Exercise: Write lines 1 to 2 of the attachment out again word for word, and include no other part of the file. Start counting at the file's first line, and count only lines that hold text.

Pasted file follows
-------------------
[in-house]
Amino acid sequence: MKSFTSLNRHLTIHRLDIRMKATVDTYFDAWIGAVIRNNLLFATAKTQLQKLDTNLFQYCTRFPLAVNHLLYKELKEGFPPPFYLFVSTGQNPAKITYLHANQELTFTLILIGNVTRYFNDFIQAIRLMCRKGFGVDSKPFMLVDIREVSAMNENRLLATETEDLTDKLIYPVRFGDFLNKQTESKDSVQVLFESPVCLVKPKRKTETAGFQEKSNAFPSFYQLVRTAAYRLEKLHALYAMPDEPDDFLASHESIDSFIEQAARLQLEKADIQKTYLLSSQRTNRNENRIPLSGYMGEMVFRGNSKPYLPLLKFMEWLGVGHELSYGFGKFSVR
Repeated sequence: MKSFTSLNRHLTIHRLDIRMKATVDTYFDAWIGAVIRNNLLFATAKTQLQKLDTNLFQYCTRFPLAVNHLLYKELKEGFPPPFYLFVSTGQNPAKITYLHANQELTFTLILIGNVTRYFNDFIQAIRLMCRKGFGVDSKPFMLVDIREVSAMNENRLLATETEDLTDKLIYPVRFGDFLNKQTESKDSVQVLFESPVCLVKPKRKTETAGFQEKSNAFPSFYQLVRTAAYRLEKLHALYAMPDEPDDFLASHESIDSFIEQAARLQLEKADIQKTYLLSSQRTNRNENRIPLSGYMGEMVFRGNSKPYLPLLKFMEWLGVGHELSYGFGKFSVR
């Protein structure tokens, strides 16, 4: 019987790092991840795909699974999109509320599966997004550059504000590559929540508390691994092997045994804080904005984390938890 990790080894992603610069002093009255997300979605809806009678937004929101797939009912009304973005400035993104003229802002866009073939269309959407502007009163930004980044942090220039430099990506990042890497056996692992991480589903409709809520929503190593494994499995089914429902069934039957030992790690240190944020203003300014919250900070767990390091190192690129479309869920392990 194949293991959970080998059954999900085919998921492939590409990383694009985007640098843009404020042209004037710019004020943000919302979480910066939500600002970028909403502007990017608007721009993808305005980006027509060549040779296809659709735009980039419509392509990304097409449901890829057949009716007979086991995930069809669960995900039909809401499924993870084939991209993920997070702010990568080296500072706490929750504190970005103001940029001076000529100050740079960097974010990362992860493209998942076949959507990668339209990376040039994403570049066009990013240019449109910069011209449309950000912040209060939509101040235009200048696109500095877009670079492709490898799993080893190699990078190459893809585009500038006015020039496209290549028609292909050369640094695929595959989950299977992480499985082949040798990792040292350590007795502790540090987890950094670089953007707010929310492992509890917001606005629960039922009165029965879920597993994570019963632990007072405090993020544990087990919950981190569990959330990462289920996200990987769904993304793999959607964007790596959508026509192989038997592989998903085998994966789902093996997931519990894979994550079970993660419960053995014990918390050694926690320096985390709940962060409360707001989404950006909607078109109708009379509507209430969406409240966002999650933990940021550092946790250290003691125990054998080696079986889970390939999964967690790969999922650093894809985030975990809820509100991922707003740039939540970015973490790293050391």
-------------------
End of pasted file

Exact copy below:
[in-house]
Amino acid sequence: MKSFTSLNRHLTIHRLDIRMKATVDTYFDAWIGAVIRNNLLFATAKTQLQKLDTNLFQYCTRFPLAVNHLLYKELKEGFPPPFYLFVSTGQNPAKITYLHANQELTFTLILIGNVTRYFNDFIQAIRLMCRKGFGVDSKPFMLVDIREVSAMNENRLLATETEDLTDKLIYPVRFGDFLNKQTESKDSVQVLFESPVCLVKPKRKTETAGFQEKSNAFPSFYQLVRTAAYRLEKLHALYAMPDEPDDFLASHESIDSFIEQAARLQLEKADIQKTYLLSSQRTNRNENRIPLSGYMGEMVFRGNSKPYLPLLKFMEWLGVGHELSYGFGKFSVR